The prediction of the service life of flexible membrane liners (FMLs) when exposed to chemicals has usually been by way of testing for physical or mechanical property changes after periodic exposure times. This paper presents an alternate approach by evaluating the chemical properties via five different mass transport related measurements of the exposed FML. These tests are water vapor transmission (WVT), radioactive tracer transmission (RT), water absorption (WA), water vapor absorption (WVA), and benzene absorption (BA).
This approach was tested for exposures of up to 15 months. The FMLs used were polyvinyl chloride (PVC), ethylene-propylene-diene monomer (EPDM), chlorinated polyethylene (CPE), and high density polyethylene (HDPE). The chemicals used were 10% sodium hydroxide (NaOH) (in water), 10% sulfuric acid (H2SO4) (in water), 10% phenol (in water), 100% xylene, and water (as a control). The WVT and RT were found to be quite reliable test methods, whereas the WA and WVA techniques experienced serious problems in regard to obeying simple one-dimensional diffusion theory. The BA method worked well for HDPE. The various transport coefficients showed all the expected types of behavior with chemical exposure: (1) constancy with exposure (acids and bases on most all FMLs and all chemicals on HDPE), (2) decrease with exposure (plasticizers leaching from FMLs), and (3) increase with exposure (Phenol-treated CPE). The WVT and RT results were generally complimentary to one another. The transport approach was quite successful in predicting the instability of CPE exposed to phenol. This instability was further verified by differential scanning calorimetry measurements.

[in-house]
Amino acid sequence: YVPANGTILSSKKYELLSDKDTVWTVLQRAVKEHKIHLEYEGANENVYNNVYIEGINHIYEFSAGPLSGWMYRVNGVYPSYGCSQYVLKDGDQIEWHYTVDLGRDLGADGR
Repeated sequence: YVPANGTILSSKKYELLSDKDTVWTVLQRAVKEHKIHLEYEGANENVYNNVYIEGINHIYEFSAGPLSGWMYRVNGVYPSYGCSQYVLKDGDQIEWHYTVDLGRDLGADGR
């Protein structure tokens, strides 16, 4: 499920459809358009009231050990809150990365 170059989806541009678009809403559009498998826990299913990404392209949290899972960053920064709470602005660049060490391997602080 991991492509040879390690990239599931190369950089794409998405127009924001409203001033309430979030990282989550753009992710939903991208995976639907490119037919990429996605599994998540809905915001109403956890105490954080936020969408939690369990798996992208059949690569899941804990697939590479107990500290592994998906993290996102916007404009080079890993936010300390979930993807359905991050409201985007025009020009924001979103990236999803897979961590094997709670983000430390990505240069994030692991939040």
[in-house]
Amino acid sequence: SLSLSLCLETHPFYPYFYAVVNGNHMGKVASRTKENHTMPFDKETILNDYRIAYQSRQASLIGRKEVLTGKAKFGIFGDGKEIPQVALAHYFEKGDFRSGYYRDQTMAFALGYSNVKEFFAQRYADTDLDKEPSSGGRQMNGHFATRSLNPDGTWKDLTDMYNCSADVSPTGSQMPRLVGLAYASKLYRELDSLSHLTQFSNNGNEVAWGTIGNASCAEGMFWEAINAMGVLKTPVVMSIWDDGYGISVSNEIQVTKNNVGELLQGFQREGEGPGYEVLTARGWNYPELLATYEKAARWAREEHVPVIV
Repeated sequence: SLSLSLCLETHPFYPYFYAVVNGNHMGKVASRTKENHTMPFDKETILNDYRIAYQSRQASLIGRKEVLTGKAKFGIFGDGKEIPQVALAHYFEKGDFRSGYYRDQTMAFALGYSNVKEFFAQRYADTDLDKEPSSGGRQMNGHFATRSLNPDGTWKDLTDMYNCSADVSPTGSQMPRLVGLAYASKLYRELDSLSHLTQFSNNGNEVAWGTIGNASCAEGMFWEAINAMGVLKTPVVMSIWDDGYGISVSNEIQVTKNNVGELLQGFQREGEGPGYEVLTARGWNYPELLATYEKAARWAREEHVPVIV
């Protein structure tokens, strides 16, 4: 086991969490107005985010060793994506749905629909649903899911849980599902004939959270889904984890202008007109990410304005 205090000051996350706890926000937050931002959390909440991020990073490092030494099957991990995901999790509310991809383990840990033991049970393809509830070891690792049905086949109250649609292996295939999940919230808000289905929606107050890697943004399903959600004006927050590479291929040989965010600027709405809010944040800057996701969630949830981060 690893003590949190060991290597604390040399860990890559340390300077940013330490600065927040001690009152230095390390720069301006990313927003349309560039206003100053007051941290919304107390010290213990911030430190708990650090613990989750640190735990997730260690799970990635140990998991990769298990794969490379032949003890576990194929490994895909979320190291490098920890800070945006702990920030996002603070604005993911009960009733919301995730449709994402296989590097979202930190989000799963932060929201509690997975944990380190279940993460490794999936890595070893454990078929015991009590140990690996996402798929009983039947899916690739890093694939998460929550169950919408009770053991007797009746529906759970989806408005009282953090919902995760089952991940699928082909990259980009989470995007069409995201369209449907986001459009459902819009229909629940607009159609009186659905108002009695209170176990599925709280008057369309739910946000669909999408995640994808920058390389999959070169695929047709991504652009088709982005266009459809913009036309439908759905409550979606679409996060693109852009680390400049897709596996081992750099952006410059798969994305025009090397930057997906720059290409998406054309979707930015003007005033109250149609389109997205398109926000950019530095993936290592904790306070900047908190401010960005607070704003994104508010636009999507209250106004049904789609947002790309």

The work reported herein lends credence to the use of mass transport measurements to determine structural change in FMLs. Thus the monitoring of transport properties, over a reasonable exposure time to particular chemicals, could serve as the basis for a predictive method for FML lifetime.